Following on from our initial conversation, we’ve been speaking with lead engineer, Nick Barton. Nick has just rolled off one of our biggest projects following a great success in a major release and we’ll be speaking to him about how he’s managed the team who succeeded in this.
The release was a substantial Azure migration under intense time restraints. AL’s role was providing DevOps Engineers working on both development and operations roles, with Nick running the project. The Azure migration meant shifting a huge number of applications to public cloud which were previously on-premise. The challenge included migrating 400 servers, and 6 main applications comprising of around 50 microservices in total. To complete the workload we formed an initial team of 7 AL engineers, scaling up when needed, to work on building the new infrastructure over 8 months, overcoming many challenges including a lack of detailed design and frequent changes in priority.
We caught up with Nick to get some more information on how he managed this release to gain some insight into usable management techniques for these large-scale projects.
Why was this project particularly challenging for the team?
The project needed to be planned and releases given deadlines when we arrived on site. The nature of our clients working in highly regulated industries means we have to be prepared for external drivers creating hard deadlines, even if we’re missing key dependencies at the time. Estimating timescales for these types of projects, as every architect and engineer will know, always comes with a risk. Despite Agile methodologies offering a number of estimation techniques such as Affinity Mapping and The Bucket System, they all stress that it’s near impossible to get an accurate estimation and it only gets harder the longer the time-frame you’re estimating for.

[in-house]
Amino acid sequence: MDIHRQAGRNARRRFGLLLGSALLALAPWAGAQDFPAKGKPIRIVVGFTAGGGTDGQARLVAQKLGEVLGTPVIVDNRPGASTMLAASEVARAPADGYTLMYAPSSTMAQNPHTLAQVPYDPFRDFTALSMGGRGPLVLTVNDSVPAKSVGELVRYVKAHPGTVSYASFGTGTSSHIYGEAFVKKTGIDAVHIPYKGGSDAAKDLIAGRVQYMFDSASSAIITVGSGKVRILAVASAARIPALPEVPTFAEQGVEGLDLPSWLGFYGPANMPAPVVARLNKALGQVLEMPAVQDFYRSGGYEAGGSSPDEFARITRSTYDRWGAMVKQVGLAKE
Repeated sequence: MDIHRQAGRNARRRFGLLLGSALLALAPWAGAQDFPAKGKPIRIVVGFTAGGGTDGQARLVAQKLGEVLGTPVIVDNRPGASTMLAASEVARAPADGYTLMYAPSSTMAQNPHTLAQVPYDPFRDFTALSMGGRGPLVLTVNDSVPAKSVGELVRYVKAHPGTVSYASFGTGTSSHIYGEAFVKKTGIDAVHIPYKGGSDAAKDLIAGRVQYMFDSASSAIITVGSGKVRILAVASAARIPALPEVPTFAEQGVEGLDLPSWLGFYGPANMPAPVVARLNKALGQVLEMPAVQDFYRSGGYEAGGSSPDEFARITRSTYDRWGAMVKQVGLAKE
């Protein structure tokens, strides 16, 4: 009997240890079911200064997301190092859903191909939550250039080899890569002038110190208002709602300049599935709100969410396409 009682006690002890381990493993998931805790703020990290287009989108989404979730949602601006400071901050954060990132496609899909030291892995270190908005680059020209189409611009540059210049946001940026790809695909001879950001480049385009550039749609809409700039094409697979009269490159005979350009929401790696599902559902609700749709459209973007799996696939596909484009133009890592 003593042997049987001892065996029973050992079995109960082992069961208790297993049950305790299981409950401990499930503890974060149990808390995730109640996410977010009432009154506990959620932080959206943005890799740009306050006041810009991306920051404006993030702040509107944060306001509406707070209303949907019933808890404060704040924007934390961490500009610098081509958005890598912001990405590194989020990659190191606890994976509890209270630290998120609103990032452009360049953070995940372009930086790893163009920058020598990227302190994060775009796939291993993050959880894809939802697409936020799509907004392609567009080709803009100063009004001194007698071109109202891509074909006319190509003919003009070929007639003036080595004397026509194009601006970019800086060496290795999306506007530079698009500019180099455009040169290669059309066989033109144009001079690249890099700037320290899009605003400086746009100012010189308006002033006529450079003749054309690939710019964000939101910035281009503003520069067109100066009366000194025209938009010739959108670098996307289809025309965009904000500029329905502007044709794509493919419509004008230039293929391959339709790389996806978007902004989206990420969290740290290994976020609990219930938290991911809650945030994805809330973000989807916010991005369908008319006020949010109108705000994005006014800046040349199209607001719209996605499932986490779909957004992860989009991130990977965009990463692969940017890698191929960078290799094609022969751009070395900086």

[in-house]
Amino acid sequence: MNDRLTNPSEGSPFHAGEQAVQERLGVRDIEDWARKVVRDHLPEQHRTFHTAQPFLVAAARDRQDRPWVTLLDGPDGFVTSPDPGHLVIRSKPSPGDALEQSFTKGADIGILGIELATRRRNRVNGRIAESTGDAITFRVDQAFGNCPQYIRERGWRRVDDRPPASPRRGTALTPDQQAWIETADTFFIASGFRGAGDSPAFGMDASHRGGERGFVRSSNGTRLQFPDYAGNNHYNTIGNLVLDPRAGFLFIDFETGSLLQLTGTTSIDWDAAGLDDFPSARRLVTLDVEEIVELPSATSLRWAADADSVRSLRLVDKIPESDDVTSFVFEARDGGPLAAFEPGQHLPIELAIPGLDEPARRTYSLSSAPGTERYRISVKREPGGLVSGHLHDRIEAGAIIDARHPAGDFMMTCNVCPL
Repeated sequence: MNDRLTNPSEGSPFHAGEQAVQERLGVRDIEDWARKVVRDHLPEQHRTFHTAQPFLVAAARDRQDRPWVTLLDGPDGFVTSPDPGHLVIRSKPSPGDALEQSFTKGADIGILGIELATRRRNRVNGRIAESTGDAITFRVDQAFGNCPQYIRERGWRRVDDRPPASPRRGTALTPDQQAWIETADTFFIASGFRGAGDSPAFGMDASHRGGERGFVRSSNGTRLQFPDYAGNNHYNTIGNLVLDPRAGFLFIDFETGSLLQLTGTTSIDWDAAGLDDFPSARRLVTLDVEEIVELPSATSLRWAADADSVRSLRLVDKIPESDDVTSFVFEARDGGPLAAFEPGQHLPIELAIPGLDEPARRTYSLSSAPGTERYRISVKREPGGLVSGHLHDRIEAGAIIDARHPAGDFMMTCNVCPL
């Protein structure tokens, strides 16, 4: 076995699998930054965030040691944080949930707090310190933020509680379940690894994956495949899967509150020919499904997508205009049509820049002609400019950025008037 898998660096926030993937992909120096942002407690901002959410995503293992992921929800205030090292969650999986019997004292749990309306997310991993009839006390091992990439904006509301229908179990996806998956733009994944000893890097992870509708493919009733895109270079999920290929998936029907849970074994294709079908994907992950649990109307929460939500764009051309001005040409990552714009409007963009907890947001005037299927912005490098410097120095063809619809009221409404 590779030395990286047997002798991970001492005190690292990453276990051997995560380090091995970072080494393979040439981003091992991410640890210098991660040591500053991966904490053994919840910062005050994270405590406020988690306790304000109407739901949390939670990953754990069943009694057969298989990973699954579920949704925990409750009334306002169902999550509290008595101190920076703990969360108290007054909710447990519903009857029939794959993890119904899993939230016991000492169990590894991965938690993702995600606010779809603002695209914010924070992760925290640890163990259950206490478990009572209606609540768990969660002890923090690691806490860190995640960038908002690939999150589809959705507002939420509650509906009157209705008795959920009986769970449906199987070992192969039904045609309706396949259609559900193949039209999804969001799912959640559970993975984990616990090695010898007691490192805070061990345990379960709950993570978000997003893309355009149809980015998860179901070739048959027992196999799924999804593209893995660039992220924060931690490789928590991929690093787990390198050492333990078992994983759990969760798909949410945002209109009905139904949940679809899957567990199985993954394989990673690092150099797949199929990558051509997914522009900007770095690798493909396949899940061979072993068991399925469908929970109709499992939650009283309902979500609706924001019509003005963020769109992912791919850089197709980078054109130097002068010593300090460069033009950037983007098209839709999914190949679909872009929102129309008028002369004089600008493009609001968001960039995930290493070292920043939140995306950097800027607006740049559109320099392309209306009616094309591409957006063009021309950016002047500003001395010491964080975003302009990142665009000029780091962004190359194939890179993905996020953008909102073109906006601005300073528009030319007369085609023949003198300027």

This is why the team works in short sprint cycles, the extra detail you acquire as you move forward sheds more light on the next step, especially when you add in some architectural planning. We realised that the initial timescales we’d estimated were around 50% out, so quite a difference.
How did you pull together to deliver under pressure?
Our main achievement when we realised the challenges we were facing was to prioritise getting other disciplines such as security and architecture embedded within the team. Simply having them involved in the day to day stand-ups and able to answer questions as and when they came up rather than working in a big feedback loop made a huge difference. We came up with a solution quickly and automatically had their buy-in.
In terms of our AL team, I appointed Anna, one of our engineers who has actually just been shortlisted for the young professional of the year award, as a lead for the project, responsible for breaking down tasks for engineers. Giving them work they could get on with rather than seeing only the huge milestone ahead. That made a big difference.
It became clear we would need to work extra hours to get things done. Overtime payment, toil and days off in lieu were all in place and it became apparent that deflecting the team from the pressure of these deadlines wasn’t the best way to go.